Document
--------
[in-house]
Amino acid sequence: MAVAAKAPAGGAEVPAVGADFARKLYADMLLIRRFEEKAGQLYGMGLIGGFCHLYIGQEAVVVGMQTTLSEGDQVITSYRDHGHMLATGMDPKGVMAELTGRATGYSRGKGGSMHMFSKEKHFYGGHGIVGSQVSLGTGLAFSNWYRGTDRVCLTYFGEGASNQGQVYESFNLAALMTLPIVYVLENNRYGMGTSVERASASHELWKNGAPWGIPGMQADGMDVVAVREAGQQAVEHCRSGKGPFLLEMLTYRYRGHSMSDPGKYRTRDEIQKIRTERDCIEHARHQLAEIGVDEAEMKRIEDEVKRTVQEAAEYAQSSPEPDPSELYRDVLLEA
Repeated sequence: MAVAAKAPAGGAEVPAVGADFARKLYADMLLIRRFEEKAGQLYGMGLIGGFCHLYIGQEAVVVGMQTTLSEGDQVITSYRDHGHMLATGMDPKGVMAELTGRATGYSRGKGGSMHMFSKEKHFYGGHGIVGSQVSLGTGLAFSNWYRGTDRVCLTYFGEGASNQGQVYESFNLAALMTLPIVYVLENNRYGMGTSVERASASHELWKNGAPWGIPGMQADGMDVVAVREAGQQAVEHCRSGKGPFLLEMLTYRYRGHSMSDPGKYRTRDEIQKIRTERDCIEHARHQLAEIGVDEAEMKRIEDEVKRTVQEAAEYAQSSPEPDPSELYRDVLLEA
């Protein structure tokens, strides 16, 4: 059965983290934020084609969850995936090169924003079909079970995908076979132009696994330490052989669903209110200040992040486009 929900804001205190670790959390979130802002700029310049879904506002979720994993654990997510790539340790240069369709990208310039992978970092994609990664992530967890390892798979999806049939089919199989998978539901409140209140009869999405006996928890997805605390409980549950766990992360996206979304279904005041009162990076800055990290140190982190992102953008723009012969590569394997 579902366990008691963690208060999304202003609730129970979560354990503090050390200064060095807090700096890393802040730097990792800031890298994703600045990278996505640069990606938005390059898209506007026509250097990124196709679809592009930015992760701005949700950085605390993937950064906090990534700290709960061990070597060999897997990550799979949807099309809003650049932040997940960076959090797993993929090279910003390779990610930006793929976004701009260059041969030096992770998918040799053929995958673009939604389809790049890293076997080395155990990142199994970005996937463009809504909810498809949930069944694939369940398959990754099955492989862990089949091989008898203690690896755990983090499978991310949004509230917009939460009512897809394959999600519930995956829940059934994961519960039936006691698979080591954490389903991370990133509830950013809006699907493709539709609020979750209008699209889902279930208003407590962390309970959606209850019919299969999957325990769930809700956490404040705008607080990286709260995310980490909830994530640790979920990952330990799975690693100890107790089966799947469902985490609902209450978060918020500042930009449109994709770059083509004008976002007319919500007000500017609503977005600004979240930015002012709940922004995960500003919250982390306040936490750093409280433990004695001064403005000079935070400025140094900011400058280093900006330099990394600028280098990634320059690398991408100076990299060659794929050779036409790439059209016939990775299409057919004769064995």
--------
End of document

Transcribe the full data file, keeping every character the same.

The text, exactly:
[in-house]
Amino acid sequence: MAVAAKAPAGGAEVPAVGADFARKLYADMLLIRRFEEKAGQLYGMGLIGGFCHLYIGQEAVVVGMQTTLSEGDQVITSYRDHGHMLATGMDPKGVMAELTGRATGYSRGKGGSMHMFSKEKHFYGGHGIVGSQVSLGTGLAFSNWYRGTDRVCLTYFGEGASNQGQVYESFNLAALMTLPIVYVLENNRYGMGTSVERASASHELWKNGAPWGIPGMQADGMDVVAVREAGQQAVEHCRSGKGPFLLEMLTYRYRGHSMSDPGKYRTRDEIQKIRTERDCIEHARHQLAEIGVDEAEMKRIEDEVKRTVQEAAEYAQSSPEPDPSELYRDVLLEA
Repeated sequence: MAVAAKAPAGGAEVPAVGADFARKLYADMLLIRRFEEKAGQLYGMGLIGGFCHLYIGQEAVVVGMQTTLSEGDQVITSYRDHGHMLATGMDPKGVMAELTGRATGYSRGKGGSMHMFSKEKHFYGGHGIVGSQVSLGTGLAFSNWYRGTDRVCLTYFGEGASNQGQVYESFNLAALMTLPIVYVLENNRYGMGTSVERASASHELWKNGAPWGIPGMQADGMDVVAVREAGQQAVEHCRSGKGPFLLEMLTYRYRGHSMSDPGKYRTRDEIQKIRTERDCIEHARHQLAEIGVDEAEMKRIEDEVKRTVQEAAEYAQSSPEPDPSELYRDVLLEA
């Protein structure tokens, strides 16, 4: 059965983290934020084609969850995936090169924003079909079970995908076979132009696994330490052989669903209110200040992040486009 929900804001205190670790959390979130802002700029310049879904506002979720994993654990997510790539340790240069369709990208310039992978970092994609990664992530967890390892798979999806049939089919199989998978539901409140209140009869999405006996928890997805605390409980549950766990992360996206979304279904005041009162990076800055990290140190982190992102953008723009012969590569394997 579902366990008691963690208060999304202003609730129970979560354990503090050390200064060095807090700096890393802040730097990792800031890298994703600045990278996505640069990606938005390059898209506007026509250097990124196709679809592009930015992760701005949700950085605390993937950064906090990534700290709960061990070597060999897997990550799979949807099309809003650049932040997940960076959090797993993929090279910003390779990610930006793929976004701009260059041969030096992770998918040799053929995958673009939604389809790049890293076997080395155990990142199994970005996937463009809504909810498809949930069944694939369940398959990754099955492989862990089949091989008898203690690896755990983090499978991310949004509230917009939460009512897809394959999600519930995956829940059934994961519960039936006691698979080591954490389903991370990133509830950013809006699907493709539709609020979750209008699209889902279930208003407590962390309970959606209850019919299969999957325990769930809700956490404040705008607080990286709260995310980490909830994530640790979920990952330990799975690693100890107790089966799947469902985490609902209450978060918020500042930009449109994709770059083509004008976002007319919500007000500017609503977005600004979240930015002012709940922004995960500003919250982390306040936490750093409280433990004695001064403005000079935070400025140094900011400058280093900006330099990394600028280098990634320059690398991408100076990299060659794929050779036409790439059209016939990775299409057919004769064995």